This past Monday (June 28), the Supreme Court declined to hear a new case related to a Colorado medical marijuana dispensary seeking federal tax breaks that other businesses were allowed. Thomas’ opinion in the case of Standing Akimbo LLC v. United States was the most striking, questioning the need for federal laws against marijuana that were disjointed in their application and reach.
“A prohibition on interstate use or cultivation of marijuana may no longer be necessary or proper to support the federal government’s piecemeal approach,” he wrote in his dissenting opinion. Thomas also cited that marijuana businesses don’t experience “equal treatment” under the law, and declared that previous rulings such as Gonzales v. Raich in 2005 that made possession of marijuana illegal may not apply .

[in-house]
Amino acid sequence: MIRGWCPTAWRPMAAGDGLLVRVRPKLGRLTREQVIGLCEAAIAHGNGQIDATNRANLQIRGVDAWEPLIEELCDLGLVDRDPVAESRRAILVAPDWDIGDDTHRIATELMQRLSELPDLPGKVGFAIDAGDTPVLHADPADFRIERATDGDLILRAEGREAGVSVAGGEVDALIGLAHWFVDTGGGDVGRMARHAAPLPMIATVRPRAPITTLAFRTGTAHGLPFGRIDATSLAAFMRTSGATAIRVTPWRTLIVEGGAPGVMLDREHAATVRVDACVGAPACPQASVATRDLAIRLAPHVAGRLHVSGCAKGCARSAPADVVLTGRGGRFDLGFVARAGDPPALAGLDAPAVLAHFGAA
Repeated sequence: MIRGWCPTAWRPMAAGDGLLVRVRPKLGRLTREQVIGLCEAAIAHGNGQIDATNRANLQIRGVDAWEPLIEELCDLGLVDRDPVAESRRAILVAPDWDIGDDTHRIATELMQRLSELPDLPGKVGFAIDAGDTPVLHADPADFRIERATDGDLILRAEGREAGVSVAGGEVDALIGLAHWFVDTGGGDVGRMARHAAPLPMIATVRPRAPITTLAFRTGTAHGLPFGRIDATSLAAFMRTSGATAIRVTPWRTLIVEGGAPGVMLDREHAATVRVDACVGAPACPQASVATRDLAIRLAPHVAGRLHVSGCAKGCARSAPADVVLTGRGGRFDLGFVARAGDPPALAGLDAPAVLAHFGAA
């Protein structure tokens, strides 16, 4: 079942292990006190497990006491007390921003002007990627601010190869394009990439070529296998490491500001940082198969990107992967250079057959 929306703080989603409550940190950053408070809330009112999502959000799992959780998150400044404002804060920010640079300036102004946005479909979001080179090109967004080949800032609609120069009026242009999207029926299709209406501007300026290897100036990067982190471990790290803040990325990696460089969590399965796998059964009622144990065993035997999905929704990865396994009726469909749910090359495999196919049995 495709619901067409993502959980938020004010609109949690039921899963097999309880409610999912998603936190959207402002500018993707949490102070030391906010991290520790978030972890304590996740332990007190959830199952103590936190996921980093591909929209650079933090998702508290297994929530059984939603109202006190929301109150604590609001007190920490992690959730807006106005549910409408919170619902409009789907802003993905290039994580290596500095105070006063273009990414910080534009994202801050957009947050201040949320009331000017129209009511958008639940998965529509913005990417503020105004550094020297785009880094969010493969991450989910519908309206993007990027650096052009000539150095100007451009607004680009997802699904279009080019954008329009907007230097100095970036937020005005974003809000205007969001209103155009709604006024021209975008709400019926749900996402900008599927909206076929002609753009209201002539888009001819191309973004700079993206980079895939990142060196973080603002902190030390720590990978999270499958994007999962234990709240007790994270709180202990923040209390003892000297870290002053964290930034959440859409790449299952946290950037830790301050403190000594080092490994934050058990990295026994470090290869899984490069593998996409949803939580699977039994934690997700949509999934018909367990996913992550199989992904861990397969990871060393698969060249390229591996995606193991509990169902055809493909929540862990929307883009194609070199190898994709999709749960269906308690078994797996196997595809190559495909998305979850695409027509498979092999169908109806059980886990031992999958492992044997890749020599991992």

“Federal policies of the past 16 years have greatly undermined its reasoning,” he said. “The federal government’s current approach is a half-in, half-out regime that simultaneously tolerates and forbids local use of marijuana.” Thomas also pointed to the fact that because of federal prohibition, marijuana businesses that can’t conduct transactions through federally backed banking institutions have to use cash which leaves them more prone to burglaries.
“If the Government is now content to allow States to act ‘as laboratories,’” Thomas cautioned, “then it might no longer have authority to intrude on ‘[t]he States’ core police powers . . . to define criminal law and to protect the health, safety, and welfare of their citizens.’”
Legal experts agreed with Thomas’ opinion, feeling that while it won’t have an immediate legal impact, it’ll go a long way to change the viewpoints of those still opposed to national legalization like those among the Republican members of Congress.